Top barrister says people with dementia at high risk of financial abuse
A leading barrister recently revealed that elderly people, particularly those who suffer from dementia, are particularly likely to be financially abused.
Ruth Hughes from 5 Stone Buildings Chambers spoke at the London Deputy Day 2019 conference, an event dedicated to educating professional deputies, teaching them best practice and sharing relevant legislation updates.
Professional deputies act on behalf of people who are unable to act for themselves, often following a life-changing accident. They could be lawyers, accountants or in some cases, a family member, and they handle the financial affairs of people with reduced capacity, as well as help to make key decisions for them.
Said Ruth: “Financial abuse is becoming, sadly, an increasingly prevalent problem.
“People who have dementia are particularly at risk of financial abuse because they may be lonely or vulnerable – but primarily because they cannot manage their own financial affairs and thus would require a deputyship. Through that, they can be persuaded to make inappropriate gifts, wills or lasting powers of attorney.
“Unfortunately, however, there are many more types of people at risk – generally speaking, most people who would require a deputy to act on their behalf could be open to financial abuse.
“Family members or “friends” who have been given power over property and finances can abuse the trust placed in them, or manage their finances or property incompetently, or neglect to act at all. Such action can mean that vulnerable people are left without the resources they need, and their quality of life is significantly reduced.”
Financial abuse is defined as “the illegal or unauthorized use of a person’s property, money, pension book or other valuables (including changing the person’s will to name the abuser as heir), often fraudulently obtaining power of attorney, followed by deprivation of money or other property, or by eviction from their own home.”
Ruth described a case in which someone had suffered a brain injury, and appeared fully competent – but, in fact, his decision-making skills and ability to accurately assess situations had been severely damaged.
Once he had received the large settlement sum awarded to him for his injury, he considered it to be “like winning the lottery”, and boasted to his friends about how much money he had.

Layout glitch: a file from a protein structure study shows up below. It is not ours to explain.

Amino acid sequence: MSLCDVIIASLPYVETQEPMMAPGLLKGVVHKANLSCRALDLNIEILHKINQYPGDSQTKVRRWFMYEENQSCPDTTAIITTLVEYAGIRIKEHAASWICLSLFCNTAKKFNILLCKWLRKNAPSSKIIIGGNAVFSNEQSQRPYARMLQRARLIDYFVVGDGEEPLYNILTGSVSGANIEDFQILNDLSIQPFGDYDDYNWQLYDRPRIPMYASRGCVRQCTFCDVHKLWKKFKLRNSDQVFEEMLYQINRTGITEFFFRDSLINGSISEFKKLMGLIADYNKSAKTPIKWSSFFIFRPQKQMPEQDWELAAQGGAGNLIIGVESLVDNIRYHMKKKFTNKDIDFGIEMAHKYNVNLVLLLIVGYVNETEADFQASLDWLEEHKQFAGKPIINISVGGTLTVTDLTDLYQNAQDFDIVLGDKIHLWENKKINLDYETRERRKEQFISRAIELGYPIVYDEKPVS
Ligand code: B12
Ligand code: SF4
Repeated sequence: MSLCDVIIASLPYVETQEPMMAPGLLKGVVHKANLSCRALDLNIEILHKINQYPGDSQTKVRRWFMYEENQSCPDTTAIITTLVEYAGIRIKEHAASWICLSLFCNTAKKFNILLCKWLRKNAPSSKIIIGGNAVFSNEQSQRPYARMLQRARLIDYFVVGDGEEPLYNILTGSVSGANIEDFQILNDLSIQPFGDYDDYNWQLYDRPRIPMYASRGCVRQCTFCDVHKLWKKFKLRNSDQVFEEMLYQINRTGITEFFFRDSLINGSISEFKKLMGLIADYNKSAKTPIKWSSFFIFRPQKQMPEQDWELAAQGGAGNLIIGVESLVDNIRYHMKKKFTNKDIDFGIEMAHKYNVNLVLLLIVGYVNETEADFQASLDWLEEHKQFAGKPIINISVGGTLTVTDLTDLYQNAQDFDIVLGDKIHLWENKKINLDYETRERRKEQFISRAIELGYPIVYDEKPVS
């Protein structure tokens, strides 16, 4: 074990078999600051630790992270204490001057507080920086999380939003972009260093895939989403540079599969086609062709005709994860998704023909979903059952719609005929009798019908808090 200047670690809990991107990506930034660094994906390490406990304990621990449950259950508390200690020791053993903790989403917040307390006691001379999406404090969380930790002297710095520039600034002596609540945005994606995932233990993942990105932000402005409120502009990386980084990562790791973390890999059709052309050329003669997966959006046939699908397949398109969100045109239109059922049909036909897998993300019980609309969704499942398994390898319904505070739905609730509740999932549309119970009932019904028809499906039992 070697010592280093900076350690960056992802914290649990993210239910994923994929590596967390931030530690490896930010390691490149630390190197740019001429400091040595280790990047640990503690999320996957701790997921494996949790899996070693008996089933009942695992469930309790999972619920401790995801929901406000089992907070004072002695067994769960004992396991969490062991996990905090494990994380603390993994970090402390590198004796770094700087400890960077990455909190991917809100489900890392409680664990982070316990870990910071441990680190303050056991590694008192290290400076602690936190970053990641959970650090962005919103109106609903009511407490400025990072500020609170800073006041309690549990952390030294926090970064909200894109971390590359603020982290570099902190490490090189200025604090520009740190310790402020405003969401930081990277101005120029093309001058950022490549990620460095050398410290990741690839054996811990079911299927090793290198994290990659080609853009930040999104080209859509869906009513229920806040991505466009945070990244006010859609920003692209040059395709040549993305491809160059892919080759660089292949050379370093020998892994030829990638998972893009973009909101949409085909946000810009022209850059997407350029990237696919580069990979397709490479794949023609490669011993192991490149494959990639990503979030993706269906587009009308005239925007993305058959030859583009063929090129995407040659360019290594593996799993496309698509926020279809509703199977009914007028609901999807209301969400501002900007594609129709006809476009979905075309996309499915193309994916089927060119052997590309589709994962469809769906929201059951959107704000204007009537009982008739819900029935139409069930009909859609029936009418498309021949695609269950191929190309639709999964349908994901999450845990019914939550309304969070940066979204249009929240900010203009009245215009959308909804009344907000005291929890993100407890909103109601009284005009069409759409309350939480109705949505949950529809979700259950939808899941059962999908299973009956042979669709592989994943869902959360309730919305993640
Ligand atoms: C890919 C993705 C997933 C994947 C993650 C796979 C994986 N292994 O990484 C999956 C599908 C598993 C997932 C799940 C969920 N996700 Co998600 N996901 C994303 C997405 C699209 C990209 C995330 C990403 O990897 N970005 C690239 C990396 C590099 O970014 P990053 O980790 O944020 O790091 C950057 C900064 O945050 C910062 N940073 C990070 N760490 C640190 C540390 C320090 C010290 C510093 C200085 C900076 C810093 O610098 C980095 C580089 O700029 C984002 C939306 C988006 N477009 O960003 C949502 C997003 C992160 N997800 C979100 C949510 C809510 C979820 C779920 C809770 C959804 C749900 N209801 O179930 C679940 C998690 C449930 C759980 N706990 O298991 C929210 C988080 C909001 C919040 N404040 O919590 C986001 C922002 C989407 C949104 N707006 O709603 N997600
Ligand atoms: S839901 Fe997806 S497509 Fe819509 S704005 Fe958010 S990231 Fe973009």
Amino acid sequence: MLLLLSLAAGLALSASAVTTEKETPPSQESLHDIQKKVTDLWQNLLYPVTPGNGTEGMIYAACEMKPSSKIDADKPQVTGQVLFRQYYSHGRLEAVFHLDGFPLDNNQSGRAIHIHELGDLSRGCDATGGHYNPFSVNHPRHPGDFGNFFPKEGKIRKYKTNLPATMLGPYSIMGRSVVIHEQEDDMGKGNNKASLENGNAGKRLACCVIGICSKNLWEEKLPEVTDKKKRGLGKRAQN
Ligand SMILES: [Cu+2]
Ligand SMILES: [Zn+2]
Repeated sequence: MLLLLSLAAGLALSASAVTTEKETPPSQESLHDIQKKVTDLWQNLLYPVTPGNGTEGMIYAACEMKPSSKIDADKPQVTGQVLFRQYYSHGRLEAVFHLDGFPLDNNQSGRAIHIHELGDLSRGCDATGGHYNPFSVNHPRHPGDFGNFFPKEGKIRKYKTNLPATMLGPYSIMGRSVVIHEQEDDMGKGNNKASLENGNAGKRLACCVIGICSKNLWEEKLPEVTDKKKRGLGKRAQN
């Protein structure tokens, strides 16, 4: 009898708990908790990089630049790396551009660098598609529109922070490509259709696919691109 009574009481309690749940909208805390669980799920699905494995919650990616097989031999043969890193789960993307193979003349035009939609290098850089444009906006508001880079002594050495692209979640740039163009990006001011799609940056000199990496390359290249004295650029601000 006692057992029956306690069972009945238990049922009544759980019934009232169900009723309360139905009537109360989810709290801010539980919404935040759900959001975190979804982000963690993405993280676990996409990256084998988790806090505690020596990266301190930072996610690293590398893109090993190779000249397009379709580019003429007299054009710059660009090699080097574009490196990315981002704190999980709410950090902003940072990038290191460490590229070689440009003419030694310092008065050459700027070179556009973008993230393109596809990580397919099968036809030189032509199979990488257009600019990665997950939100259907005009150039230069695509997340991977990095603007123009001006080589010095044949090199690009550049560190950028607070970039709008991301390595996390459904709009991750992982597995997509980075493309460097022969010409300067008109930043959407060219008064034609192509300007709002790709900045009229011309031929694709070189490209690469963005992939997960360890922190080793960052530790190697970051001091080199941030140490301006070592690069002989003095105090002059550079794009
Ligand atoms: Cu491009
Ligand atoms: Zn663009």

He obtained a large amount to spend on a gift for his daughter, but spent it elsewhere and also bought himself a van – despite not being able to drive.
His behaviour as a result of his brain injury left him vulnerable to financial abuse.
This presented a complex problem to Ruth, as she explained: “It raises the question – in instances such as these, should the claimant in fact be told about the amount of money they have been awarded? In this case he was not.”
“Legal action can be taken to recover the funds of those who have suffered financial abuse, but often, the money has been wasted or put beyond reach.”
However, it’s not all doom and gloom, as Ruth offers some sound advice for people seeking deputyship:
“Using a professional as an attorney limits the risk of abuse very substantially.”
“Make sure you do as much due diligence as possible and ensure you are working with someone who has a demonstrated history of protecting the needs and interests of vulnerable people.”
Under a new UK directive, the impact of financial abuse will be legally recognised as domestic abuse and can be reported as a crime. Legal guidance for prosecutors will be changed to ensure cases of financial abuse can be successfully prosecuted where appropriate.
Deputy Day is hosted each year by Frenkel Topping, a specialist independent advisor. It advises many of the UK’s leading law firms and barristers on settlements and investments for their clients – and manages the finances of people who are unable to act for themselves following life-changing accident or personal injury, who therefore may be vulnerable to financial abuse.